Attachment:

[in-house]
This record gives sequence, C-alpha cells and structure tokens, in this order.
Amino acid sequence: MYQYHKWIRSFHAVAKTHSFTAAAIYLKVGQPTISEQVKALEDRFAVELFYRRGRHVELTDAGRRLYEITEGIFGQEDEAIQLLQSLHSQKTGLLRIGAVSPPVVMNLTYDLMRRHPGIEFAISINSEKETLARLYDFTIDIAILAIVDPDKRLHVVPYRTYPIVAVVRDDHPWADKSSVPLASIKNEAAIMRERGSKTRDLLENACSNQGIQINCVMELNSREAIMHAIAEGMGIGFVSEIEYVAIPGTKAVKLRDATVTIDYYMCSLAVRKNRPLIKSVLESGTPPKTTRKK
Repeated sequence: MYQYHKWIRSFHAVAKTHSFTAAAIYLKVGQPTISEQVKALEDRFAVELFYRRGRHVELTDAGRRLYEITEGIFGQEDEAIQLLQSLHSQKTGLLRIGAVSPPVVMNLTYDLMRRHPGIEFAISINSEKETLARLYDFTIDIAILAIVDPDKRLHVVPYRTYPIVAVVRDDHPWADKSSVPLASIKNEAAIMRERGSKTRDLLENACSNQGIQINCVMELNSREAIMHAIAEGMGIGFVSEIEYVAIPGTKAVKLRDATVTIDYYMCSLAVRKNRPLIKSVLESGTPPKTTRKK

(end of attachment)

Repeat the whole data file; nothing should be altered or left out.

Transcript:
[in-house]
This record gives sequence, C-alpha cells and structure tokens, in this order.
Amino acid sequence: MYQYHKWIRSFHAVAKTHSFTAAAIYLKVGQPTISEQVKALEDRFAVELFYRRGRHVELTDAGRRLYEITEGIFGQEDEAIQLLQSLHSQKTGLLRIGAVSPPVVMNLTYDLMRRHPGIEFAISINSEKETLARLYDFTIDIAILAIVDPDKRLHVVPYRTYPIVAVVRDDHPWADKSSVPLASIKNEAAIMRERGSKTRDLLENACSNQGIQINCVMELNSREAIMHAIAEGMGIGFVSEIEYVAIPGTKAVKLRDATVTIDYYMCSLAVRKNRPLIKSVLESGTPPKTTRKK
Repeated sequence: MYQYHKWIRSFHAVAKTHSFTAAAIYLKVGQPTISEQVKALEDRFAVELFYRRGRHVELTDAGRRLYEITEGIFGQEDEAIQLLQSLHSQKTGLLRIGAVSPPVVMNLTYDLMRRHPGIEFAISINSEKETLARLYDFTIDIAILAIVDPDKRLHVVPYRTYPIVAVVRDDHPWADKSSVPLASIKNEAAIMRERGSKTRDLLENACSNQGIQINCVMELNSREAIMHAIAEGMGIGFVSEIEYVAIPGTKAVKLRDATVTIDYYMCSLAVRKNRPLIKSVLESGTPPKTTRKK